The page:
Throughout the life-transitory road trip, Quentin finds out more about himself, his relationships with his friends and what to do with his misplaced love of the mysterious Margo. Throughout the opening moments of the film it feels like it was going down the predictable coming of age narrative – Boy meets girl, girl lives across the street, girl lives an adventurous life and boy pines after her from a distance, girl notices boy. Director Jake Schreier (Robot and Frank) pulls the story out of the predictable route and into the kaleidoscope of different expectations. But somehow the film manages to differentiate itself within this genre. Even within the stereotypical trappings of the party scene, suggested teen sex and proverbial geek trio, the writing lifts the story line out of the post-pubescent mire. It may seem unrealistic to think that teens could speak at the depth that they do in the film, but the characters make these lines plausible and accessible. There is a maturity with a twist of hormonal angst that gives this story the necessary edge it needs. Also, the conclusion adds the unique twist that provides a surprising satisfaction to the adventure. In the realm of teen dramas, the film does provide a new perspective on a generation, but if there are any difficulties with the film it was in the lack of parental involvement. In the typical American high-school scenarios, the lack of representation by the parents in the film does leave a hole in the narrative. The only people who seem to speak into the lives of these kids are other kids. This might be an insight on the lives of families today or a warning signal for parents to get more involved in the lives of their children. Regardless of the message that is trying to convey, the lack of any adult wisdom does leave a void in this engaging script. The film centers a love story, which seems like a fairy tale or a dream come true for its main character, that unexpectedly leads into a road trip adventure, pursuing the destiny of the two. Of all the modern Young Adult novels, this one really takes things easier and importantly positive; it doesn’t necessarily showcase the bitter side of being a young adult and instead shows the joys of the youthful rebellion and blissful bonds of friendship until they go separate ways to the next step of their lives. The love story is basically a backdrop to its sudden shift of theme. It’s sometimes a little less fleshed out, but nevertheless, this is a terribly engaging film. The best part of the film is it knows what it wants to be, but also avoiding what it seems not fond of being. The movie just wants to value the worth cherishing moments of being an adolescent and that works a lot, leaving a genuine smile at your face in the end. But the movie, while still acknowledges the existence of it, doesn’t go further on the pain or angst that their characters are supposed to be expressing. They throw away what they feel, just like that. But it’s sort of refreshing that the movie could slightly shrug that off and show more of the importance of their once in a lifetime opportunity of embracing the positive side of their youth. It’s beautiful, while still missing some parts that could have made this movie even more compelling or maybe complex, but at this form, it’s still a really nice coming-of-age film, building an appealing world to it, anyway.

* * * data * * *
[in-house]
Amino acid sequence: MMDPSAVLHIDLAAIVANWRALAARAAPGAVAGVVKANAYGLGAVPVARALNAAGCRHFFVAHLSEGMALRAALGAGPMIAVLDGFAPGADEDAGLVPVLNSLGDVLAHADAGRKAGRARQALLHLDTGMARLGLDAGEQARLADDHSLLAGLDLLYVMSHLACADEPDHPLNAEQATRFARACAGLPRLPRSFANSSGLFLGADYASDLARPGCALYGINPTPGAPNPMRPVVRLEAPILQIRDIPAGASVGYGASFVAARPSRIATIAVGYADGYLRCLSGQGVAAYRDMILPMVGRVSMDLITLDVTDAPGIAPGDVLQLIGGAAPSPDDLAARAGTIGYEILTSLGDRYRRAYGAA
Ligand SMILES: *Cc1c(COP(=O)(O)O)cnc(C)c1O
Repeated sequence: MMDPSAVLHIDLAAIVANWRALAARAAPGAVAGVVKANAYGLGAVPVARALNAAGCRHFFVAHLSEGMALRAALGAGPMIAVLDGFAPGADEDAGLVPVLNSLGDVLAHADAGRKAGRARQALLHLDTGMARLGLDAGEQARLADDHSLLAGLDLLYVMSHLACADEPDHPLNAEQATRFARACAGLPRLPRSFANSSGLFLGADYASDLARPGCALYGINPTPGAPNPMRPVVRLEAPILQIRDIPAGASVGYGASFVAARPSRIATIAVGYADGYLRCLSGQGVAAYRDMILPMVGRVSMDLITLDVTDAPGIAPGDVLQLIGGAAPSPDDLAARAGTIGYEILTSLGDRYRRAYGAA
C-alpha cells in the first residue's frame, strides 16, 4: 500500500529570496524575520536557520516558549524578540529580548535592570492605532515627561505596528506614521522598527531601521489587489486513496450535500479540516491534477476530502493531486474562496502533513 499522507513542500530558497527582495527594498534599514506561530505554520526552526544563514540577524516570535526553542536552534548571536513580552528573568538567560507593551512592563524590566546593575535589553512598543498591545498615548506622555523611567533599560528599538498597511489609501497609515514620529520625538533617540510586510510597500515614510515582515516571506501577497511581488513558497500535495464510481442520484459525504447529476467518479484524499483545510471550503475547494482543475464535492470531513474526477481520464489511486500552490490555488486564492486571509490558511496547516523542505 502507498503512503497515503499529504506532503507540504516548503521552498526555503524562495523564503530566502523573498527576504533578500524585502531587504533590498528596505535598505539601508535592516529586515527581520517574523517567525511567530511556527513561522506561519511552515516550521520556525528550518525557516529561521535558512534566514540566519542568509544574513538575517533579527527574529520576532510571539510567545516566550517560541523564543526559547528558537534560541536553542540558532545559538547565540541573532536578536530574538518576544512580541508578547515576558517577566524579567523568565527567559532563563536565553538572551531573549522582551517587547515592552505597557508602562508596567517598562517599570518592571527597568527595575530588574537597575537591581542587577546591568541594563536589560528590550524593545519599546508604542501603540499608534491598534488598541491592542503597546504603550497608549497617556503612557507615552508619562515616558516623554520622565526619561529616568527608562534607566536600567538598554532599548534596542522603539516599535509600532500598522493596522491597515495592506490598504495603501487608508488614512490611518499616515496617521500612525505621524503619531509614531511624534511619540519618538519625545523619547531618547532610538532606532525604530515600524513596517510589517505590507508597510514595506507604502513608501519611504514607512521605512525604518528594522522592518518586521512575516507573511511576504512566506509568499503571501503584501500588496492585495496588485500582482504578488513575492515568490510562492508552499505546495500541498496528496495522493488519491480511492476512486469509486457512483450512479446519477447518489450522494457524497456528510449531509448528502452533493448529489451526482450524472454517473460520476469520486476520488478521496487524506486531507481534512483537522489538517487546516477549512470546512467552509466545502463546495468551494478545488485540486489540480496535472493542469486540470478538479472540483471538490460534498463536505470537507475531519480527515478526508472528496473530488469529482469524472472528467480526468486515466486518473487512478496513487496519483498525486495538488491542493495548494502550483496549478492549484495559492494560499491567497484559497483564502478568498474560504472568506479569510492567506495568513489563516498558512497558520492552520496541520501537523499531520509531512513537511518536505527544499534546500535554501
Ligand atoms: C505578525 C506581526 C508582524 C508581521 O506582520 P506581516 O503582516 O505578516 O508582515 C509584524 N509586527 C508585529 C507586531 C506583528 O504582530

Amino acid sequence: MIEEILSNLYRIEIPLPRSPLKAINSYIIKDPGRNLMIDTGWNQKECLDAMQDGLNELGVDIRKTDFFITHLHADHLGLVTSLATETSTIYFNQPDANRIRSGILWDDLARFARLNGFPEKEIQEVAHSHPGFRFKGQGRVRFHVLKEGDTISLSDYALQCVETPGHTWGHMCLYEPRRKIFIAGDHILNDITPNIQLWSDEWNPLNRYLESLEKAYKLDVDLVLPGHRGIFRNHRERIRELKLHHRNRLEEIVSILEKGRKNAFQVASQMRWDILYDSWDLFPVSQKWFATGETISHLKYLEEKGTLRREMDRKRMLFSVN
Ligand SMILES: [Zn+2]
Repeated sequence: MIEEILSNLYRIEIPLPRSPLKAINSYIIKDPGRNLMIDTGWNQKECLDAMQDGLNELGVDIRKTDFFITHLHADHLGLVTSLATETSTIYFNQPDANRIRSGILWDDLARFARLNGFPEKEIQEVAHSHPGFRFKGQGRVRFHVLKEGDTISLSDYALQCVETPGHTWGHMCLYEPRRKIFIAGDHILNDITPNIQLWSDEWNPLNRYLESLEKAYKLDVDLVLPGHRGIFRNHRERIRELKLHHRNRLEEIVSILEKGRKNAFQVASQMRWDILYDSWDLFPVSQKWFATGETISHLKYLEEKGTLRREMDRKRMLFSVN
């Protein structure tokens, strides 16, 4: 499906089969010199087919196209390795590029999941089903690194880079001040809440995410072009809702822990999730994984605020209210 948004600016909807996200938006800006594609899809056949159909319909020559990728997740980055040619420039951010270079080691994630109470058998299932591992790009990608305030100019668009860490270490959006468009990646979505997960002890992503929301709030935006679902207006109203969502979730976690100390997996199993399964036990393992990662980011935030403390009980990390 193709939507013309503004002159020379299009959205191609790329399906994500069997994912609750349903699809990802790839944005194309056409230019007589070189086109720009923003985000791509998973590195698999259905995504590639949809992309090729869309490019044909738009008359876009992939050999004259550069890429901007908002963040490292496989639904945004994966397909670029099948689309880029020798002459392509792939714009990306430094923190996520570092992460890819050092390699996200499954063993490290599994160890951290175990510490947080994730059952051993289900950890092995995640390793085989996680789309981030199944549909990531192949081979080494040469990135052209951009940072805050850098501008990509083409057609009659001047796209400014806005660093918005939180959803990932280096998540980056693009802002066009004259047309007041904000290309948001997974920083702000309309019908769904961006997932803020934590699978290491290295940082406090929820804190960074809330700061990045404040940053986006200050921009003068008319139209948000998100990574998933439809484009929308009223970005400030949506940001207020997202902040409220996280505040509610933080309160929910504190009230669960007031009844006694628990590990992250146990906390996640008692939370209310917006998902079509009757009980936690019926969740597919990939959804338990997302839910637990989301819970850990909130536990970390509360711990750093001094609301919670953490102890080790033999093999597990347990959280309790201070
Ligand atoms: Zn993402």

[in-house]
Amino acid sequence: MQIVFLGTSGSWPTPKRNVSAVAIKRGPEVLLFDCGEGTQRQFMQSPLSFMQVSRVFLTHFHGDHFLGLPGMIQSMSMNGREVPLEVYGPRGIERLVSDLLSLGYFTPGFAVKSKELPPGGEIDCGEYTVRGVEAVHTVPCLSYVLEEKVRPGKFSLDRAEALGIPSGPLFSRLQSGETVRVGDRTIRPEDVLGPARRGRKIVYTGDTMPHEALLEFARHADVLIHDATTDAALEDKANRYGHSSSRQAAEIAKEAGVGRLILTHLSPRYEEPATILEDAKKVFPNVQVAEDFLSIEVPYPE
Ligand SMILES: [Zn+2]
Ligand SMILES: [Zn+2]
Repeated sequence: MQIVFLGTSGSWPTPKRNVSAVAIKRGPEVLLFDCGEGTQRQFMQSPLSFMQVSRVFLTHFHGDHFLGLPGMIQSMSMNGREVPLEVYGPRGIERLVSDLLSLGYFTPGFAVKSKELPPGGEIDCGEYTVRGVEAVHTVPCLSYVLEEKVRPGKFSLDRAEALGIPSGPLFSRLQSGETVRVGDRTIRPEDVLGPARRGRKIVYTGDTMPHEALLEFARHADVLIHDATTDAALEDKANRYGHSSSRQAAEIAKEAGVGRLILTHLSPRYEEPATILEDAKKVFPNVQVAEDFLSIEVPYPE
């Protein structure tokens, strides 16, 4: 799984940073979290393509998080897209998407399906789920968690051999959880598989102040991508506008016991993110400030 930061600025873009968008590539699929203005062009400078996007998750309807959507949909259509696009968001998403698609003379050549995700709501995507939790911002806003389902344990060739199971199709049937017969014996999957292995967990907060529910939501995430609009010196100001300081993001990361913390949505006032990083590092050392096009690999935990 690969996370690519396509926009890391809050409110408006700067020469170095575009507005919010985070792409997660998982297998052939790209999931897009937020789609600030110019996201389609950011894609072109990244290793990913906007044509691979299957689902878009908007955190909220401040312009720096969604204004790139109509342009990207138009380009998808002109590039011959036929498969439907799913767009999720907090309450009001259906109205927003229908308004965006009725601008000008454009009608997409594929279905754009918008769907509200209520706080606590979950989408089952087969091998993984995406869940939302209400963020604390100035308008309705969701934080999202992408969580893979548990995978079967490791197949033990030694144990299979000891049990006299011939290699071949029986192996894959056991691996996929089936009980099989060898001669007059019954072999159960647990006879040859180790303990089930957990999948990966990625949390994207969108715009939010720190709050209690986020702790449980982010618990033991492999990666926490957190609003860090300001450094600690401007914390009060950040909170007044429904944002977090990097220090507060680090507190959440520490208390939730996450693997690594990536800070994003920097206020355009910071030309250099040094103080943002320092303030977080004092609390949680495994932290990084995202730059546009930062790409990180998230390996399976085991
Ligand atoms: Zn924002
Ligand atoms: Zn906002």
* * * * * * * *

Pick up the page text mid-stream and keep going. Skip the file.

Nat Wolff and Cara Delevingne were perfectly cast in this teen mystery. Nat Wolff, who had a bit-part in Fault in Our Stars, takes the lead here as Quentin. His character, who is obnoxiously obsessed with finding Margo, thinks that she wants him to find her because of the clue’s he thinks she’s left him. Wolff is every bit as awkward and funny as Quentin, but his obsession makes him a unlikable at times as he delves into serious selfishness. The real success in his role comes with his natural chemistry with the other actors, especially his friends, Radar and Ben, played excellently by Justice Smith and Austin Abrams respectively. Their banter and all-around demeanor with each other comes off as a real friendship, resulting in heartfelt moments as they reflect upon their lives as well as looking towards their uncertain future. Cara Delevingne, is just perfect as Margo. Perfectly grasping the essence of her character, Delevingne—despite being absent for a greater part of the film leaves a lasting impression on all of us. Part of us wants there to be a whole other film that shows her exploits while she is gone because there simply isn’t enough of her in the film. Her coolness exudes off the screen, as does her determination to escape from the “paper towns” of America and to find present happiness as opposed to finding it somewhere in a “conventional” lifestyle. Halston Sage & Jaz Sinclair are also excellent! On the whole, ‘Paper Towns‘, is an excellent coming-of-age teen romance flick, which pulls off two easily-recognizable efforts: maintaining ‘The Fault‘s charm, while toning down its tragic notions. The latter of which, yields a more tangible and heartwarming result, capable of conjuring a lasting tug at the heartstrings. The credit for this goes to its equally-charming yet capable actors & capable screen writers, both of whom teeming with fresh and enigmatic likability. If you have enjoyed films like The Spectacular Now or The Fault in Our Stars or 500 Days of Summer do not give this a miss!
Director – Jake Schreier
Rated – PG13
Run Time – 109 minutes